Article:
The infrared spectrum analysis reveals specific absorption peaks that provide insights into the composition of the samples: The absorption peak observed at 3423 cm−1 corresponds to aliphatic hydroxyl and phenolic hydroxyl groups (O–H) present in lignin. The absorption peak at 2920 cm−1 is attributed to methoxy or fatty methyl or methylene groups (C-H) within lignin. The absorption peak located at 1594 cm−1 represents the benzene ring structure (C = C) of lignin. A characteristic peak at 1043 cm−1 is indicative of cellulose and hemicellulose components (C–O–C) [34,35,36]. These spectral features aid in identifying and characterizing the presence of different organic functional groups in the analyzed samples, shedding light on the composition of the lignocellulosic materials.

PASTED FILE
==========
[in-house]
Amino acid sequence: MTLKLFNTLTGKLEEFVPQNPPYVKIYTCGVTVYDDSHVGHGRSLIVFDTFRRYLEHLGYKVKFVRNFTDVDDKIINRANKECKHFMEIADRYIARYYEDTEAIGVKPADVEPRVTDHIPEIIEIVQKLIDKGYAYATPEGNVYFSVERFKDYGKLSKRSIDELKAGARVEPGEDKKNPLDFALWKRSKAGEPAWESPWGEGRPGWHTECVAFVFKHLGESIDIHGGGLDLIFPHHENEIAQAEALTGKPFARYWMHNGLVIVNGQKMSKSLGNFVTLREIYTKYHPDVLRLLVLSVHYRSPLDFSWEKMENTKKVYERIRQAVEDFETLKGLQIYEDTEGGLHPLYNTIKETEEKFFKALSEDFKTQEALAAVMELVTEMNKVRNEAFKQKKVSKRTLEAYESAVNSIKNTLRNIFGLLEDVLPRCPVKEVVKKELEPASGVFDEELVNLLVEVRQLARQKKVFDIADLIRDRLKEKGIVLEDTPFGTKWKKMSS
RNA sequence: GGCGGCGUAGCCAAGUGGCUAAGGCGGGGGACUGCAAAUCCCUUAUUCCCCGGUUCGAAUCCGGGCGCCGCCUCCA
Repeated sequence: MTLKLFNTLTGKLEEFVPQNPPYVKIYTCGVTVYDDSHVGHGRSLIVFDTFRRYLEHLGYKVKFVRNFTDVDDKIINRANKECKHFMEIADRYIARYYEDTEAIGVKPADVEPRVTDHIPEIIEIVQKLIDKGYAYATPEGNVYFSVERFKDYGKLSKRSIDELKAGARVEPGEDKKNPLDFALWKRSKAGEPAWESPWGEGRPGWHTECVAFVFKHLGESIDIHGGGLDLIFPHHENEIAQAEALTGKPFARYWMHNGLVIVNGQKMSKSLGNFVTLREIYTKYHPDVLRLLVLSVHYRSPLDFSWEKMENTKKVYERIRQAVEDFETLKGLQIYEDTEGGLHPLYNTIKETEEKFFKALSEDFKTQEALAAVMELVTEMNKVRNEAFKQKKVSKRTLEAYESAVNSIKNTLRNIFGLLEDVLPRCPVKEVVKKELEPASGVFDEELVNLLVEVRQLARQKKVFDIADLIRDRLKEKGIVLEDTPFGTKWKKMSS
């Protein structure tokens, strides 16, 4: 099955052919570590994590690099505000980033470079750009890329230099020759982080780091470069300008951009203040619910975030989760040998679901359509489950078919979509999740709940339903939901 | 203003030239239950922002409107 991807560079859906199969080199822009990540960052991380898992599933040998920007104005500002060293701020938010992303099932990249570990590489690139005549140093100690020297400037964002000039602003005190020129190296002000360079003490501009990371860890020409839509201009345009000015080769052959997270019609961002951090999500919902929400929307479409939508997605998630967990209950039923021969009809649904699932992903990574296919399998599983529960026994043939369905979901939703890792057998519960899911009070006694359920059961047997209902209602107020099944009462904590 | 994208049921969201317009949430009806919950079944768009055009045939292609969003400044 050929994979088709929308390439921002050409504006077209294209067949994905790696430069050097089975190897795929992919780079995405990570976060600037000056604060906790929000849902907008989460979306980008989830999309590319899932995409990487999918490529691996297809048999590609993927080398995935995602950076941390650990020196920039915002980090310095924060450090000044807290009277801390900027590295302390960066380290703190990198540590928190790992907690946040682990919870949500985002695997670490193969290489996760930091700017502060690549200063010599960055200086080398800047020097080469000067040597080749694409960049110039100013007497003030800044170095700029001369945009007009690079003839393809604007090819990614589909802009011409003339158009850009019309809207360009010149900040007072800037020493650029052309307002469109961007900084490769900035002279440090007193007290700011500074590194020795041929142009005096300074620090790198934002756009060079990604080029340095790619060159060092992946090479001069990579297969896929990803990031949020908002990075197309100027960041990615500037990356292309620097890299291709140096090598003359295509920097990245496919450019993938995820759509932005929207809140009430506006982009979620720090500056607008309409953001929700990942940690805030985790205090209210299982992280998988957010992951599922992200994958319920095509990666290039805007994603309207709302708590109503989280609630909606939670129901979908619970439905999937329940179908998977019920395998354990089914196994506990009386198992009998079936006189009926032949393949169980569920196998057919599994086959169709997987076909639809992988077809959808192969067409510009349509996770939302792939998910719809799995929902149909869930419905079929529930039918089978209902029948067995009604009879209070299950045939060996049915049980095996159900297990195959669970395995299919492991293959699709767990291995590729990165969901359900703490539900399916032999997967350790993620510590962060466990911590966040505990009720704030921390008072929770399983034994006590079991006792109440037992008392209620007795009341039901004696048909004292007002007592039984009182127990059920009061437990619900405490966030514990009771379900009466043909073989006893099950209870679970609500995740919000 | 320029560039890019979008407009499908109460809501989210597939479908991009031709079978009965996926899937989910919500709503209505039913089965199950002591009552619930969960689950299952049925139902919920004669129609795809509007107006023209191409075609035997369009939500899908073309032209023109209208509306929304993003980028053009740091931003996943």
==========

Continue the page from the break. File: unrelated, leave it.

C-H and O–H functional groups are commonly found in lignin, cellulose, and hemicellulose, which are the main components of wood materials. Therefore, we mainly focus on discussing the C–O–C and C = C functional groups. A semi-quantitative analysis of the areas under the four FTIR characteristic peaks indicates that the areas for the C–O–C characteristic peaks in sample A1 is 31% and sample B1 is 28% (Figure S5). The proportion of characteristic peak area of C–O–C represents the content of cellulose and hemicellulose. Samples A2, A3, A4, B2, and B3 have C–O–C characteristic peak area proportions ranging from 35 to 43%. Therefore, it can be inferred that the cellulose and hemicellulose in samples A1 and B1 has undergone more erosion. The most representative functional group of lignin is C = C. The characteristic peak area of C = C in samples A1 and A4 is higher than that in samples A2 and A4, indicating that wood exposed to water is more prone to lignin loss. Sample B1 has a higher abundance of C = C functional groups. This is because sample B1 has been exposed to a fire incident, resulting in the loss of more easily combustible cellulose and the retention of more lignin structures. Sample B2 is in a relatively dry environment, while sample B3 is in moist soil, leading to a greater loss of lignin in sample B3.